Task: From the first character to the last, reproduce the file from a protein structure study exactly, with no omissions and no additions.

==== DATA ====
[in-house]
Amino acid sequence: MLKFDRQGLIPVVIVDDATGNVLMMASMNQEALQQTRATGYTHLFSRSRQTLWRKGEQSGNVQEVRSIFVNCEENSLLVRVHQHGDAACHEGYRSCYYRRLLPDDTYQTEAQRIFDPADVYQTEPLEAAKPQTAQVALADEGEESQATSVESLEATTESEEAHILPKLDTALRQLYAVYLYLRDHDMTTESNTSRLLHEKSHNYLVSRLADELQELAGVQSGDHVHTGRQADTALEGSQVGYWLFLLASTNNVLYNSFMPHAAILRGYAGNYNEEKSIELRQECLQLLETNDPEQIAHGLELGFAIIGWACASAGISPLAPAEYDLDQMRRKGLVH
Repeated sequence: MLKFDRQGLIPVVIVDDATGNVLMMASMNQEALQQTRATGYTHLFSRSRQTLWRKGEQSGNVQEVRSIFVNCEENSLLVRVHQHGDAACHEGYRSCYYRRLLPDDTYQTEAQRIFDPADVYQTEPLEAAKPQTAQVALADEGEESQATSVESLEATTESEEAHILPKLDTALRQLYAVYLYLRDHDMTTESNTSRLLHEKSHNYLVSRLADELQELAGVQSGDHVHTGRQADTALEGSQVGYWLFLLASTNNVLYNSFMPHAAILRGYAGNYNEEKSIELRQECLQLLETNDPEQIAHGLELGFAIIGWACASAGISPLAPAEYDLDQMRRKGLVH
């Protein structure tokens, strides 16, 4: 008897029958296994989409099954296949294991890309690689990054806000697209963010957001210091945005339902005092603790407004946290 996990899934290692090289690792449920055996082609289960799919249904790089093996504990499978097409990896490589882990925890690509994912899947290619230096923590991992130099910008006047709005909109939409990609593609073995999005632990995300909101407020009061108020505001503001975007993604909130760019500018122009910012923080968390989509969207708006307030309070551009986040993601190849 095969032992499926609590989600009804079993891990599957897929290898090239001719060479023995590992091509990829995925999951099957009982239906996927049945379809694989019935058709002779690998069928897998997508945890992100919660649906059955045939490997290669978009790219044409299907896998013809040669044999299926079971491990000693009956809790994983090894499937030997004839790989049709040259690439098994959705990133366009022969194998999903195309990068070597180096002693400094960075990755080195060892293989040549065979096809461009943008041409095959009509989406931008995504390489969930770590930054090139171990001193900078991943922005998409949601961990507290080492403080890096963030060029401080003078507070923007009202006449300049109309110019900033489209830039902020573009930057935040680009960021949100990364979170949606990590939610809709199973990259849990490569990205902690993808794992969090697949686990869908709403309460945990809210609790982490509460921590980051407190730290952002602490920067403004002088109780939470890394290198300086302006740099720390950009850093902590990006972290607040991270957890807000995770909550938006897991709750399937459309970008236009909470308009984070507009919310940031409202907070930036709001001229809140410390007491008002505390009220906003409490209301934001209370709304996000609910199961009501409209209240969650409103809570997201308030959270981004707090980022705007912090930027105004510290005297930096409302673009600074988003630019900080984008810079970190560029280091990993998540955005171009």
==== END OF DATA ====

[in-house]
Amino acid sequence: MLKFDRQGLIPVVIVDDATGNVLMMASMNQEALQQTRATGYTHLFSRSRQTLWRKGEQSGNVQEVRSIFVNCEENSLLVRVHQHGDAACHEGYRSCYYRRLLPDDTYQTEAQRIFDPADVYQTEPLEAAKPQTAQVALADEGEESQATSVESLEATTESEEAHILPKLDTALRQLYAVYLYLRDHDMTTESNTSRLLHEKSHNYLVSRLADELQELAGVQSGDHVHTGRQADTALEGSQVGYWLFLLASTNNVLYNSFMPHAAILRGYAGNYNEEKSIELRQECLQLLETNDPEQIAHGLELGFAIIGWACASAGISPLAPAEYDLDQMRRKGLVH
Repeated sequence: MLKFDRQGLIPVVIVDDATGNVLMMASMNQEALQQTRATGYTHLFSRSRQTLWRKGEQSGNVQEVRSIFVNCEENSLLVRVHQHGDAACHEGYRSCYYRRLLPDDTYQTEAQRIFDPADVYQTEPLEAAKPQTAQVALADEGEESQATSVESLEATTESEEAHILPKLDTALRQLYAVYLYLRDHDMTTESNTSRLLHEKSHNYLVSRLADELQELAGVQSGDHVHTGRQADTALEGSQVGYWLFLLASTNNVLYNSFMPHAAILRGYAGNYNEEKSIELRQECLQLLETNDPEQIAHGLELGFAIIGWACASAGISPLAPAEYDLDQMRRKGLVH
């Protein structure tokens, strides 16, 4: 008897029958296994989409099954296949294991890309690689990054806000697209963010957001210091945005339902005092603790407004946290 996990899934290692090289690792449920055996082609289960799919249904790089093996504990499978097409990896490589882990925890690509994912899947290619230096923590991992130099910008006047709005909109939409990609593609073995999005632990995300909101407020009061108020505001503001975007993604909130760019500018122009910012923080968390989509969207708006307030309070551009986040993601190849 095969032992499926609590989600009804079993891990599957897929290898090239001719060479023995590992091509990829995925999951099957009982239906996927049945379809694989019935058709002779690998069928897998997508945890992100919660649906059955045939490997290669978009790219044409299907896998013809040669044999299926079971491990000693009956809790994983090894499937030997004839790989049709040259690439098994959705990133366009022969194998999903195309990068070597180096002693400094960075990755080195060892293989040549065979096809461009943008041409095959009509989406931008995504390489969930770590930054090139171990001193900078991943922005998409949601961990507290080492403080890096963030060029401080003078507070923007009202006449300049109309110019900033489209830039902020573009930057935040680009960021949100990364979170949606990590939610809709199973990259849990490569990205902690993808794992969090697949686990869908709403309460945990809210609790982490509460921590980051407190730290952002602490920067403004002088109780939470890394290198300086302006740099720390950009850093902590990006972290607040991270957890807000995770909550938006897991709750399937459309970008236009909470308009984070507009919310940031409202907070930036709001001229809140410390007491008002505390009220906003409490209301934001209370709304996000609910199961009501409209209240969650409103809570997201308030959270981004707090980022705007912090930027105004510290005297930096409302673009600074988003630019900080984008810079970190560029280091990993998540955005171009």